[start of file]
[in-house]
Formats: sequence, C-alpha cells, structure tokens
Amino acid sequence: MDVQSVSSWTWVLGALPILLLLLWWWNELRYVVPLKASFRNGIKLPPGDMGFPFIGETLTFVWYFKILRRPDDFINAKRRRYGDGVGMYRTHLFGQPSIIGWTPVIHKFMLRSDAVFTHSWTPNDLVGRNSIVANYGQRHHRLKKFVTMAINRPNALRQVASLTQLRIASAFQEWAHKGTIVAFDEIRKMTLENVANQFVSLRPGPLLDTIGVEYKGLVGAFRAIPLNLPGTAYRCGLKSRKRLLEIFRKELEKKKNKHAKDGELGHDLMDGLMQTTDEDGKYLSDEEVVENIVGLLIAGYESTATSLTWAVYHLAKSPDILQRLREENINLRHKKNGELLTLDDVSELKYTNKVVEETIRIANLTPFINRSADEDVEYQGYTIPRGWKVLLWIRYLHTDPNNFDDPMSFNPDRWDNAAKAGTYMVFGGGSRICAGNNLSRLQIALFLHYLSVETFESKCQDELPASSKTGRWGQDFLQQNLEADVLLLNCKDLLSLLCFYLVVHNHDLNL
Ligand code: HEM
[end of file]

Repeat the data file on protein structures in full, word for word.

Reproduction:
[in-house]
Formats: sequence, C-alpha cells, structure tokens
Amino acid sequence: MDVQSVSSWTWVLGALPILLLLLWWWNELRYVVPLKASFRNGIKLPPGDMGFPFIGETLTFVWYFKILRRPDDFINAKRRRYGDGVGMYRTHLFGQPSIIGWTPVIHKFMLRSDAVFTHSWTPNDLVGRNSIVANYGQRHHRLKKFVTMAINRPNALRQVASLTQLRIASAFQEWAHKGTIVAFDEIRKMTLENVANQFVSLRPGPLLDTIGVEYKGLVGAFRAIPLNLPGTAYRCGLKSRKRLLEIFRKELEKKKNKHAKDGELGHDLMDGLMQTTDEDGKYLSDEEVVENIVGLLIAGYESTATSLTWAVYHLAKSPDILQRLREENINLRHKKNGELLTLDDVSELKYTNKVVEETIRIANLTPFINRSADEDVEYQGYTIPRGWKVLLWIRYLHTDPNNFDDPMSFNPDRWDNAAKAGTYMVFGGGSRICAGNNLSRLQIALFLHYLSVETFESKCQDELPASSKTGRWGQDFLQQNLEADVLLLNCKDLLSLLCFYLVVHNHDLNL
Ligand code: HEM